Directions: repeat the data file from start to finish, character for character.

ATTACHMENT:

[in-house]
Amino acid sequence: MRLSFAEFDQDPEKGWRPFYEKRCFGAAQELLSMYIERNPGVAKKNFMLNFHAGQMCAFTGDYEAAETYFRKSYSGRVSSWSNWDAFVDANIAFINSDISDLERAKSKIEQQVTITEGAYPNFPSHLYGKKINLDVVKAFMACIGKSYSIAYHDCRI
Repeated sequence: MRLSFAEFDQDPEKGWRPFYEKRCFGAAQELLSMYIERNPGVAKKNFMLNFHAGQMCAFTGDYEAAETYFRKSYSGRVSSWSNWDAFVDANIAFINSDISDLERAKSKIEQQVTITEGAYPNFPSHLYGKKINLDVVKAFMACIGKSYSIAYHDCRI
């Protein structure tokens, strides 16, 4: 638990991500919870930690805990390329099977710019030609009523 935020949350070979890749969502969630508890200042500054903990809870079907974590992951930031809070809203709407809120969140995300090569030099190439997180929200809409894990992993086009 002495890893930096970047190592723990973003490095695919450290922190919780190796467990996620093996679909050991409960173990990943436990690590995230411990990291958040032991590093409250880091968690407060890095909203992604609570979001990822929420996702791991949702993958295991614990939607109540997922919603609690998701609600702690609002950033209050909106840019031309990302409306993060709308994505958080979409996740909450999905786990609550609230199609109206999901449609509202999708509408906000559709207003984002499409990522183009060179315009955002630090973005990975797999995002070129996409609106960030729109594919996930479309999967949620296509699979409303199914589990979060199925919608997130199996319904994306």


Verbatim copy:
[in-house]
Amino acid sequence: MRLSFAEFDQDPEKGWRPFYEKRCFGAAQELLSMYIERNPGVAKKNFMLNFHAGQMCAFTGDYEAAETYFRKSYSGRVSSWSNWDAFVDANIAFINSDISDLERAKSKIEQQVTITEGAYPNFPSHLYGKKINLDVVKAFMACIGKSYSIAYHDCRI
Repeated sequence: MRLSFAEFDQDPEKGWRPFYEKRCFGAAQELLSMYIERNPGVAKKNFMLNFHAGQMCAFTGDYEAAETYFRKSYSGRVSSWSNWDAFVDANIAFINSDISDLERAKSKIEQQVTITEGAYPNFPSHLYGKKINLDVVKAFMACIGKSYSIAYHDCRI
């Protein structure tokens, strides 16, 4: 638990991500919870930690805990390329099977710019030609009523 935020949350070979890749969502969630508890200042500054903990809870079907974590992951930031809070809203709407809120969140995300090569030099190439997180929200809409894990992993086009 002495890893930096970047190592723990973003490095695919450290922190919780190796467990996620093996679909050991409960173990990943436990690590995230411990990291958040032991590093409250880091968690407060890095909203992604609570979001990822929420996702791991949702993958295991614990939607109540997922919603609690998701609600702690609002950033209050909106840019031309990302409306993060709308994505958080979409996740909450999905786990609550609230199609109206999901449609509202999708509408906000559709207003984002499409990522183009060179315009955002630090973005990975797999995002070129996409609106960030729109594919996930479309999967949620296509699979409303199914589990979060199925919608997130199996319904994306």